HARARE – President Emmerson Mnangagwa sacked Owen Mudha Ncube as state security minister on Monday as Zanu PF continues to feel the tremors from its divisive provincial elections concluded two weeks ago.
Acting Chief Cabinet Secretary George Charamba said Ncube was removed for “conduct inappropriate for a minister of government” but gave no further details.
Government sources told ZimLive that Ncube was given the boot for instigating post-election violence in Midlands province and causing disharmony in Zanu PF.
Ncube was meeting Central Intelligence Organisation directors when he was handed a letter terminating him, government sources said.
Known as Mnangagwa’s enforcer, his appointment as state security minister in September 2018 was heavily criticised. His limited education and links to Al Shabaab, a violent vigilante group accused of a string of murders in Midlands province made him unsuitable, critics said.
In a development pregnant with irony, Ncube’s penchant for violence which appeared to have landed him the job in the first place appears responsible for his surprise demotion.
Last Saturday, he allegedly mobilised members of Al Shabaab to intimidate Zanu PF officials during a provincial meeting called to confirm winners of the internal elections held two weeks ago, and to elect their deputies.
Two minibuses reportedly disgorged dozens of youths armed with machetes who were menacingly milling outside the Zanu PF Winery Conference Centre in Gweru, ready to attack Ncube’s opponents.
Although he has no party role in the province, Ncube reportedly sat at the top table after giving himself the title of “overseer”. During the meeting, he is reported to have suppressed discussions by rudely interrupting speakers before going on to impose his loyalists as deputies to the newly-elected party officials.
“There was serious disharmony at the end of the meeting. Some people walked out before it finished fearing Mudha’s mob outside. Word was sent to Mnangagwa about what happened, and he was warned that the party would lose dismally in elections next year if Mudha is not contained and stopped from his destabilising actions,” a Zanu PF official who attended the meeting said.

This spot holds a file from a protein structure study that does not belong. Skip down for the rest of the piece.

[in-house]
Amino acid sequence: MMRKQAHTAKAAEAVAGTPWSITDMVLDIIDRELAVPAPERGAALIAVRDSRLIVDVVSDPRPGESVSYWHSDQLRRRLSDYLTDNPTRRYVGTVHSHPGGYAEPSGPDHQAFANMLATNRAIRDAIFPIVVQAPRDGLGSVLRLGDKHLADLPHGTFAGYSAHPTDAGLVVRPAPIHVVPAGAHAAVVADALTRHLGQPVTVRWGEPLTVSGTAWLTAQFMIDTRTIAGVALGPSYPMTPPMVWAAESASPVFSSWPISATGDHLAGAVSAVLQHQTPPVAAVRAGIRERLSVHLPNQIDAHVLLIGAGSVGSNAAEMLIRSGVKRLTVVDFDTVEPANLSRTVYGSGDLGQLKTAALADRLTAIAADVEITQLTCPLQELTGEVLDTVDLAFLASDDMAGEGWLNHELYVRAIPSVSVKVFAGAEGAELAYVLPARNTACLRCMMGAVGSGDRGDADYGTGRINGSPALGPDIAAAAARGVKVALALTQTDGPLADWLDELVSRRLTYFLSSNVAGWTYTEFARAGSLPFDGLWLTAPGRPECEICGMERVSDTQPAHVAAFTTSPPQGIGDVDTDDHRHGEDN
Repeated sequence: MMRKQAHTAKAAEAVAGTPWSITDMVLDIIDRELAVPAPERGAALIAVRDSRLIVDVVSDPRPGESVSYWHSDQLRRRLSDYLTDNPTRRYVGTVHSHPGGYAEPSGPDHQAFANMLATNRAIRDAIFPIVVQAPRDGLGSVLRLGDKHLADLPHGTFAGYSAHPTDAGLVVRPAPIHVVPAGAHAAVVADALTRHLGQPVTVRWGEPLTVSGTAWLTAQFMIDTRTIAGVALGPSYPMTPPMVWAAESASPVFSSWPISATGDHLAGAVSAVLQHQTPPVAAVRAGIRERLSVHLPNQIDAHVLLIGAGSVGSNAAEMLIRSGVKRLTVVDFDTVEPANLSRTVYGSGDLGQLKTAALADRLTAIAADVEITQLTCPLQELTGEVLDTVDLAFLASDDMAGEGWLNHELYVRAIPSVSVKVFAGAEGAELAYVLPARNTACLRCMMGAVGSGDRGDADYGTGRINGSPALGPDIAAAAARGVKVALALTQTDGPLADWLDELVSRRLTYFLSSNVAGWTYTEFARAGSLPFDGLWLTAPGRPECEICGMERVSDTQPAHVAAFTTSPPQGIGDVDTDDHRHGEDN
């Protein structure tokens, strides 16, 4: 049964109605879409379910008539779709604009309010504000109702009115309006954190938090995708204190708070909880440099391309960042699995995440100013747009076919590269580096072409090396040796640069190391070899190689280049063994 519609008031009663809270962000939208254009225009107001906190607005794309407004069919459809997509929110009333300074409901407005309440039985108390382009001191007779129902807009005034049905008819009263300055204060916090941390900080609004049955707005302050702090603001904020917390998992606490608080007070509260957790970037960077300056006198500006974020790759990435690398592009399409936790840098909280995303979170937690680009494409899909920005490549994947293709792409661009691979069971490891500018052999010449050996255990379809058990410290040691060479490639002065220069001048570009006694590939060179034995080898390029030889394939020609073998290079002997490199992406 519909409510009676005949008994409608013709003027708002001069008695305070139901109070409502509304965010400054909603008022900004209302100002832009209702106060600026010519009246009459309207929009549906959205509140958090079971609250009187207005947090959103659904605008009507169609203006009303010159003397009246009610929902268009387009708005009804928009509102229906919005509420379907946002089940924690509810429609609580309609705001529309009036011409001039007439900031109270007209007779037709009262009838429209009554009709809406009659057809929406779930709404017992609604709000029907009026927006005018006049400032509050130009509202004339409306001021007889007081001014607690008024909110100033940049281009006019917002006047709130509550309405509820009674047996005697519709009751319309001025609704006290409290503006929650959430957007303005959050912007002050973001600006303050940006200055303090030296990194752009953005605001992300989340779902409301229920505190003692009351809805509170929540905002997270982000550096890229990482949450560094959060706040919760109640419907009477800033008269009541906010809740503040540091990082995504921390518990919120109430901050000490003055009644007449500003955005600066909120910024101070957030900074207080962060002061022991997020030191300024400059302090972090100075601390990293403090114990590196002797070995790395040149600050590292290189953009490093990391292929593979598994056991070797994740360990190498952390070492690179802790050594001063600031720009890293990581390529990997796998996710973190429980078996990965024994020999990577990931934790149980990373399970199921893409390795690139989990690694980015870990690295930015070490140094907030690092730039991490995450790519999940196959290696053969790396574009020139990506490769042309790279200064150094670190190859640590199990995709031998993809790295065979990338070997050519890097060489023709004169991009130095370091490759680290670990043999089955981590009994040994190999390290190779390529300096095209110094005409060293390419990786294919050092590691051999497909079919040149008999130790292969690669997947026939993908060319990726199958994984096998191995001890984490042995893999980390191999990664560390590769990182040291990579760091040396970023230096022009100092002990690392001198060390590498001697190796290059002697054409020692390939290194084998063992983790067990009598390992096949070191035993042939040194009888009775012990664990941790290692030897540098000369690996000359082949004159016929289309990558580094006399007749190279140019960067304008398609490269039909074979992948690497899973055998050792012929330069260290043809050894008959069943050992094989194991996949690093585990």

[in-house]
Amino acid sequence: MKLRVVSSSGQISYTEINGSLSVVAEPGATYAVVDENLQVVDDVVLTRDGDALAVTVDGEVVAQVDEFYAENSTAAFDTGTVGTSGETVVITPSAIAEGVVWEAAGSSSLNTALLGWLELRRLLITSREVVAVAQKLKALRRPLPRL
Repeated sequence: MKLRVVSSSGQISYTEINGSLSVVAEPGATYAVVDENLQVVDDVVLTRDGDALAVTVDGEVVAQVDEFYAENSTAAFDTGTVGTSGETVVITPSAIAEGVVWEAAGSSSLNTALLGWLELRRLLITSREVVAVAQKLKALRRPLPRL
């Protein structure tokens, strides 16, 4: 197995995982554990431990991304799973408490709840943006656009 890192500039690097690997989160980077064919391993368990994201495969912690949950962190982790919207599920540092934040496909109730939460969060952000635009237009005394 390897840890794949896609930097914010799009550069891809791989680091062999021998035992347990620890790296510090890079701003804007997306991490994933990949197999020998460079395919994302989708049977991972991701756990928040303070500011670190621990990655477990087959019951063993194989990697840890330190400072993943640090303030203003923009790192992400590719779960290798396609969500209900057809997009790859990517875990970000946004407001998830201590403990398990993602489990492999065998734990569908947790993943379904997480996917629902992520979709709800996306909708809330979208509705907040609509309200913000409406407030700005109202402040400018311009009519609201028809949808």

Ncube was unhappy after he was forced to withdraw from the race to become Zanu PF’s Midlands chairman in favour of Larry Mavima – a compromise candidate imposed by Mnangagwa in what was dubbed “guided democracy”.
Ncube had been due to battle the outgoing chairman Daniel Mackenzie Ncube in an acrimonious race before Mnangagwa stepped in and imposed Mavima.
As state security minister, Ncube ordered a three-day internet shutdown in January 2019 during nationwide protests against steep fuel price increases.
In October of the same year, the United States cited him for “gross violations of human rights” and added him to its sanctions list.
“In his role as the minister of national security, Ncube, with the support of other Zimbabwean government officials, ordered the Zimbabwean security services to identify, abduct, and mistreat individuals assessed to be supporters of a Zimbabwean opposition group,” the US State Department said.
“In addition, while in his position, the government of Zimbabwe has at times used so-called ‘ferret teams’ to abduct and beat individuals deemed to be a threat to the ruling Zimbabwe African National Union-Patriotic Front. Ncube is being designated for being responsible for, or participating in, human rights abuses related to political repression in Zimbabwe.”
Ncube is the fifth minister to be sacked by Mnangagwa after Prisca Mupfumira, Fortune Chasi, Energy Mutodi and Obadiah Moyo.